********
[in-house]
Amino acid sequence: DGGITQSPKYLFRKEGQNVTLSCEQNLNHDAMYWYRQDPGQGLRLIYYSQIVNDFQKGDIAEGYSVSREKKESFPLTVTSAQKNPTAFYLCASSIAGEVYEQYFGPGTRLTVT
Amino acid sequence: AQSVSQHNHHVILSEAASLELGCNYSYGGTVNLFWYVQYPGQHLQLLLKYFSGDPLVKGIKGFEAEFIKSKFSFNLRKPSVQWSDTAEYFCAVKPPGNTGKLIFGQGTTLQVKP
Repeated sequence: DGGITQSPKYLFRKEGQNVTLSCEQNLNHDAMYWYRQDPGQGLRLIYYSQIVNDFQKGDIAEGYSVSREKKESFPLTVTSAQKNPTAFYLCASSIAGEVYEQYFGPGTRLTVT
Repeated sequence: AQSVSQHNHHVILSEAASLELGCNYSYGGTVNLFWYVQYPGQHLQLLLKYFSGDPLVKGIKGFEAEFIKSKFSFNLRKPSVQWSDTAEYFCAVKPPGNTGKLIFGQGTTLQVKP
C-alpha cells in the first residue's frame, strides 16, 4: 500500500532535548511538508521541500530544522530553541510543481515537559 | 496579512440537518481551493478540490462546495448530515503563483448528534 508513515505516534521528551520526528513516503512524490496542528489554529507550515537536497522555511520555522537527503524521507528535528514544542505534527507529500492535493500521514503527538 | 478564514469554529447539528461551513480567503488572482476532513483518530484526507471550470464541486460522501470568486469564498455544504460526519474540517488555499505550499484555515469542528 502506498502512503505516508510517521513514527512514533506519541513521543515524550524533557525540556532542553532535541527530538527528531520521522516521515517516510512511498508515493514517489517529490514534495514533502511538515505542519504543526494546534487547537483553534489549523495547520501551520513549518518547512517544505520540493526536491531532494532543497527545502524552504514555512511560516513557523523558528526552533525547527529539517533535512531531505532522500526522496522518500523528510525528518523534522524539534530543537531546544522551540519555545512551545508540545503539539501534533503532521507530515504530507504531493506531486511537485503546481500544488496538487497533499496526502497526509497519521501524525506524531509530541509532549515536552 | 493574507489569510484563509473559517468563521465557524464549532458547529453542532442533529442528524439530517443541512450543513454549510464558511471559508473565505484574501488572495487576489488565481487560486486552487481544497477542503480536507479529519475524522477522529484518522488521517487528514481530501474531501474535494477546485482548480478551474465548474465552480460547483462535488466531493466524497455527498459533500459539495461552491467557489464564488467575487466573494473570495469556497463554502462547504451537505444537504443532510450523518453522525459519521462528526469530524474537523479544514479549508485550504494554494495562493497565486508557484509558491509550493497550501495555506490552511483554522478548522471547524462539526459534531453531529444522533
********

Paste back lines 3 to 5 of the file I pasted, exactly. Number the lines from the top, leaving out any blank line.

Amino acid sequence: AQSVSQHNHHVILSEAASLELGCNYSYGGTVNLFWYVQYPGQHLQLLLKYFSGDPLVKGIKGFEAEFIKSKFSFNLRKPSVQWSDTAEYFCAVKPPGNTGKLIFGQGTTLQVKP
Repeated sequence: DGGITQSPKYLFRKEGQNVTLSCEQNLNHDAMYWYRQDPGQGLRLIYYSQIVNDFQKGDIAEGYSVSREKKESFPLTVTSAQKNPTAFYLCASSIAGEVYEQYFGPGTRLTVT
Repeated sequence: AQSVSQHNHHVILSEAASLELGCNYSYGGTVNLFWYVQYPGQHLQLLLKYFSGDPLVKGIKGFEAEFIKSKFSFNLRKPSVQWSDTAEYFCAVKPPGNTGKLIFGQGTTLQVKP